Review of the Sunday, March 31, 2019 matinee performance at the Laura Pels Theatre in New York City. A Fiasco Theater Production presented by The Roundabout Theatre Company. With Jessie Austrian, Brittany Bradford, Paul L. Coffey, Manu Narayan, Ben Steinfeld and Emily Young. Book by George Furth. Music and lyrics by Stephen Sondheim. Based on the play by George S. Kaufman and Moss Hart. Scenic design by Derek McLane. Costume design by Paloma Young. Lighting design by Christopher Akerlind. Sound design by Peter Hylenski. Orchestrations by Alexander Gemignani. Choreography by Lorin Lattaro. Direction by Noah Brody. 1 hour, 45 minutes with no intermission. Closes April 14.
I have to wonder (and I know I'm not alone in this) if there will ever be a perfect production of Merrily We Roll Along
. Being the good Sondheim fan that I am, I have a pretty decent knowledge of the continuing metamorphosis of this problematic piece. I don't think - and never really have - that the "how did we get there from here" device of the show is the problem. It isn't difficult to follow, and, in fact, it sometimes enhances the experience when you get to the occasional "ah ha" moment that explains something you've already seen. The problem is, I think, that we start out with the pretty unlikable characters at their worst. Each major production that comes along chips away at both problems, and the current Roundabout/Fiasco Theater
off-Broadway mounting does just that.
In trimming it into a 105 minute, intermissionless performance, something had to go. Thankfully, all of the beautiful Sondheim songs are still there, but gone (by and large) are those singing interludes that turned back time for the audience. Instead, there are several very clever but succinct ways to let us know what the year is. And it works - less interruption, more focus - so kudos to director Noah Brody
and choreographer Lorin Lattaro
, for creativity that doesn't get in the way of itself. (I'd love to know how much rehearsal one of those changes took...). "The Blob" has a particularly eye-catching aesthetic, and this is the first time I've seen this number done where I didn't roll my eyes or dread that it was even included. Both Brody and Lattaro create a richly detailed, yet virtually frills-free story in constant motion. Time flies here, even backwards. Similarly, Alexander Gemignani
's orchestrations pare away any excess, and it mostly works. Occasionally, I wished for a fuller sound, and there were a couple times I didn't care for brief jazzier sections.
Technically, the show is aces with a wondrous unit set (by Derek McLane
) full of theatricality - props, costumes and other Broadway ephemera span from floor to ceiling, suggesting a varied yet compartmentalized lifetime of memories. (The Alvin Theatre sign is a great touch, too.) Paloma Young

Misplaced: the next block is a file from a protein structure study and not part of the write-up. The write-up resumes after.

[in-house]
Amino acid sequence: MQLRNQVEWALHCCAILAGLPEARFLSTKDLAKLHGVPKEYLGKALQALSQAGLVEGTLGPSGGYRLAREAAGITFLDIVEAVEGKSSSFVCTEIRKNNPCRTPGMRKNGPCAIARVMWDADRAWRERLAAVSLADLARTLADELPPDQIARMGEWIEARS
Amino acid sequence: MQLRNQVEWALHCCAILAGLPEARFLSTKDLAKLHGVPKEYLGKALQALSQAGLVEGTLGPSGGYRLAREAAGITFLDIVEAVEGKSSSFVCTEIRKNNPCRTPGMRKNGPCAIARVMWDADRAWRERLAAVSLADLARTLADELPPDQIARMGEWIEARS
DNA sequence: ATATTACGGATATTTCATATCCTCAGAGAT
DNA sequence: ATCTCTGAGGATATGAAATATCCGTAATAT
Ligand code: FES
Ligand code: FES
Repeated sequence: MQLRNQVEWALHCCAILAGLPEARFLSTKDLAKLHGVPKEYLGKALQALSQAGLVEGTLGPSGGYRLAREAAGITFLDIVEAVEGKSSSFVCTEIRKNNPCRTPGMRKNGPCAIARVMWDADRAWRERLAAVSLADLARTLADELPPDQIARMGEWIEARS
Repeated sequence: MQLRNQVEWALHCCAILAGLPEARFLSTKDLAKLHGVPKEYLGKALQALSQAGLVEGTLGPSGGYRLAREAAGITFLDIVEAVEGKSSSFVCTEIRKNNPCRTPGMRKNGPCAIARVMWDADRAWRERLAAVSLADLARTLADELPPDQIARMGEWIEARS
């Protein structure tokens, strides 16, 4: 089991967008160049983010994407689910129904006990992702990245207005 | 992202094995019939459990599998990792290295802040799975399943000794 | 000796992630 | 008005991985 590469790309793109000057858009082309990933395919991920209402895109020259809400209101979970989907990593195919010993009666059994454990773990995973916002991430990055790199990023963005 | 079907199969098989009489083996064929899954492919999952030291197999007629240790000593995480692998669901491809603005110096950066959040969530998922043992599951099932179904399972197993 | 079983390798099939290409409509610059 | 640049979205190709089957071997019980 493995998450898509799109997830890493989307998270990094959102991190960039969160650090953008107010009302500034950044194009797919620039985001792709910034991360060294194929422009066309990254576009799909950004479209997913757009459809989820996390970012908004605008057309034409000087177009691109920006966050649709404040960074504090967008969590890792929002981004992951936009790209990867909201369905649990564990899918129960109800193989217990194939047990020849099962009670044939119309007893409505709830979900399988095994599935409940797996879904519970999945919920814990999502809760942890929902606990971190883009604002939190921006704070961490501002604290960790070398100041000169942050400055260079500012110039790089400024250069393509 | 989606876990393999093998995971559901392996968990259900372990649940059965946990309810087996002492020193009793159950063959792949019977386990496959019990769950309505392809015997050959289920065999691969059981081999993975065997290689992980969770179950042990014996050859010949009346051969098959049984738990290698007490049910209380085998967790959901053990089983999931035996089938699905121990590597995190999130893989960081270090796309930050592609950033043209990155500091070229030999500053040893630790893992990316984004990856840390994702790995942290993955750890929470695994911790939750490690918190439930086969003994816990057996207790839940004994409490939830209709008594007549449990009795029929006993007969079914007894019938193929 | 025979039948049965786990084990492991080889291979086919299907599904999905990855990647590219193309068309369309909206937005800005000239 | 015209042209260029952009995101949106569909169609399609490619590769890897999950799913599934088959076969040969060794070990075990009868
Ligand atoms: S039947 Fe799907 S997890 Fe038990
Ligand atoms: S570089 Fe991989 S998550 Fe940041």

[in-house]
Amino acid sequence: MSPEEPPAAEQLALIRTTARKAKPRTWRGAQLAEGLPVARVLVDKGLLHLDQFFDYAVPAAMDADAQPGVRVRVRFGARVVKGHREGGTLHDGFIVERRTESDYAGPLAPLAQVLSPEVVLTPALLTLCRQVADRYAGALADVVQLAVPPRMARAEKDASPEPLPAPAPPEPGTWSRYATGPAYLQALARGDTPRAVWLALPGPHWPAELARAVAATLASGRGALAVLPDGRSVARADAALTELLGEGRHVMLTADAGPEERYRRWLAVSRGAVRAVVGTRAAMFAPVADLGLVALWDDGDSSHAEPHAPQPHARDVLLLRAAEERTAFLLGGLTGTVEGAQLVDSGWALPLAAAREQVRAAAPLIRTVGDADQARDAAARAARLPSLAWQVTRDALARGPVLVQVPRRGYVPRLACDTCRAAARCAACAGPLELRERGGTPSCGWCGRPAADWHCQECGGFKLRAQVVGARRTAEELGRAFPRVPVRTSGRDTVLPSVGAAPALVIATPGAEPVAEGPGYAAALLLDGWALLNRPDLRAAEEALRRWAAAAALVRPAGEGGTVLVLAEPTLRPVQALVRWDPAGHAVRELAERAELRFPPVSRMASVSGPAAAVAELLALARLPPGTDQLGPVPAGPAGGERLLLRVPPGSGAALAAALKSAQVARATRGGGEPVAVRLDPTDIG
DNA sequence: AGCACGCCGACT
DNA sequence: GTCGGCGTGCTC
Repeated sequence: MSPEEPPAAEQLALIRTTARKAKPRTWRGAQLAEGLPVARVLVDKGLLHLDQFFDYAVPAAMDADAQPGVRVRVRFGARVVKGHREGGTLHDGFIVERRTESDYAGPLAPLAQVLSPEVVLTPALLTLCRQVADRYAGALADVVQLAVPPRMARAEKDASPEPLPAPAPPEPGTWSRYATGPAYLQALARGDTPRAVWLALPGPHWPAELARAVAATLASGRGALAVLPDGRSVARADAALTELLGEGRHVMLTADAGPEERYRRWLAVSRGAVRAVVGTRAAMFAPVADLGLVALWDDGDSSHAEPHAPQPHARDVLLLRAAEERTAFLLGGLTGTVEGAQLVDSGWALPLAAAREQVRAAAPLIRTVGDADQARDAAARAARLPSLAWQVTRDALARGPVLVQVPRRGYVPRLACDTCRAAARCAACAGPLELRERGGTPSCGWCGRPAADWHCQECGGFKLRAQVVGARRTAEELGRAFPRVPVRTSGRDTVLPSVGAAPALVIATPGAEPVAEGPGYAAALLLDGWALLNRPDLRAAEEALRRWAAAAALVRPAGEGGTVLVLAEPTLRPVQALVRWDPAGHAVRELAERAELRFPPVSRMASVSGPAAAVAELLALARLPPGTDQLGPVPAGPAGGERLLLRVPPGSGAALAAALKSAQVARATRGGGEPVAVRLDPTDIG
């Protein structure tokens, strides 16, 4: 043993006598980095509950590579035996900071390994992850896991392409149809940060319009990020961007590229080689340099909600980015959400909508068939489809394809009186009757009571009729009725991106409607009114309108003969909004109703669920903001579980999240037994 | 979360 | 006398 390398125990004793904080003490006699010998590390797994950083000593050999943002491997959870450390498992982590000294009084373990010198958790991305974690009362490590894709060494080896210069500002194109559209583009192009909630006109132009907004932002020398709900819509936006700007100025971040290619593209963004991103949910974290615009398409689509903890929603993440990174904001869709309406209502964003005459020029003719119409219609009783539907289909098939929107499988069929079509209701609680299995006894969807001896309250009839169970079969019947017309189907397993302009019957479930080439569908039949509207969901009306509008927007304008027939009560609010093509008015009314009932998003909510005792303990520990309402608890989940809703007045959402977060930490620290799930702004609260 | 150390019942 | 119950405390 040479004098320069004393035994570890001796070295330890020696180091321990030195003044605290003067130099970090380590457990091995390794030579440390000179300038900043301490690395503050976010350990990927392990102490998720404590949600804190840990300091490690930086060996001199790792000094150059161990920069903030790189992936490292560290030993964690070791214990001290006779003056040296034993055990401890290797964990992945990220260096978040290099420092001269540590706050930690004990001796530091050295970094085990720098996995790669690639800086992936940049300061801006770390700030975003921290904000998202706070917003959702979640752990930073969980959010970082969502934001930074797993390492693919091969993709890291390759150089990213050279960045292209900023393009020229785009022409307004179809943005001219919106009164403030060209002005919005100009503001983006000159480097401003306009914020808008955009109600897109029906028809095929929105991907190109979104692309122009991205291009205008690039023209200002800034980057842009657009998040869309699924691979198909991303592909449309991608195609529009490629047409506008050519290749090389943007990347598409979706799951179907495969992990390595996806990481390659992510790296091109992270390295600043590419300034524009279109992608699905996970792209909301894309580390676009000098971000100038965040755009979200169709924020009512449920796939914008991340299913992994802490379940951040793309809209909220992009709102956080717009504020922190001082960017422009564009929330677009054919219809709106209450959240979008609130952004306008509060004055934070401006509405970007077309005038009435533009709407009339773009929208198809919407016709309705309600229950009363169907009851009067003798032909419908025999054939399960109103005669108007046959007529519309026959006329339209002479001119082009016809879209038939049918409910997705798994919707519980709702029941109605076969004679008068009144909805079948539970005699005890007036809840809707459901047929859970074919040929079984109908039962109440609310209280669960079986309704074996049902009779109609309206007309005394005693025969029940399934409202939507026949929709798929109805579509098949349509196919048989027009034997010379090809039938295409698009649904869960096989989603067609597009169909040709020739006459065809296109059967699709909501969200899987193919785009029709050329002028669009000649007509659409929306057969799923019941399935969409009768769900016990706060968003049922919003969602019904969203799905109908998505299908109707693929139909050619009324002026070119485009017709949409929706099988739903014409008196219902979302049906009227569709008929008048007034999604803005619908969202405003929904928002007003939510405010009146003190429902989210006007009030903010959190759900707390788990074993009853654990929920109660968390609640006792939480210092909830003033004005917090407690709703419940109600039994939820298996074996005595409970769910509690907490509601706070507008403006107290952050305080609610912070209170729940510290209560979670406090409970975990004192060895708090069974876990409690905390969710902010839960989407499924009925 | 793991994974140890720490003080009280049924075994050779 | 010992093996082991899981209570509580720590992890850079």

does nice, appropriate work with the costumes, particularly in the way they all are quick changeable, and Christopher Akerlind
's lighting manages to be simultaneously uber-theatrical and unobtrusive.
|(l to r) Ben Steinfeld, Paul L. Coffey, Brittany Bradford, Emily Young|
As is the norm with Fiasco shows, the cast is kept to a minimum number (in this case, a troupe of 6), and here, it really works well. The biggest benefit of the small cast is that it allows for a focus on what/who is really important. The actors who get to play multiple roles have more to do and they flex their acting muscles here with skill and finesse. Paul L. Coffey
, who is primarily Joe, has fun with a variety of bit parts, as well as a scene added for this version, where he plays Beth's disapproving father. As Franklin's first wife, Beth, Brittany Bradford
, gets perhaps the grounded serious arc, and she is very funny as an Oprah-esque talk show host. Emily Young
, who gives a delicious portrait of insecurity wrapped up in a self-involved package as Gussie, also gets to play a variety of smaller roles, which she does exceptionally well. I look forward to seeing her again.
|(l to r) Ben Steinfeld, Manu Narayan, Jessie Austrian|
At its heart, and Merrily
has one, this piece is a love triangle, with each point powered by different desires. Manu Narayan
as Charlie is particularly effective at his angriest moments ("Franklin Shepard, Inc."), and later, at his happiest hopefulness ("Opening Doors"). I really enjoyed his performance. Mary is a tough role, and, while Jessie Austrian
is not always the strongest singer, her acting more than makes up for it. I appreciate that early in the show, while she is biting, angry and wounded, she doesn't over do it. At the center of it all is Frank - played here by Ben Steinfeld
- always a bit of enigma. Steinfeld is terrific - not the best sung Frank I've seen - but his flair for the dramatic is perfectly suited to the role, and he walks the emotional minefield with skill. All three are simply wonderful in the final moments and deliver an exquisite "Our Time." My record remains in tact - I'm 5 for 5 at being in tears with that song.
(Photos by J. Kyler, J. Marcus)
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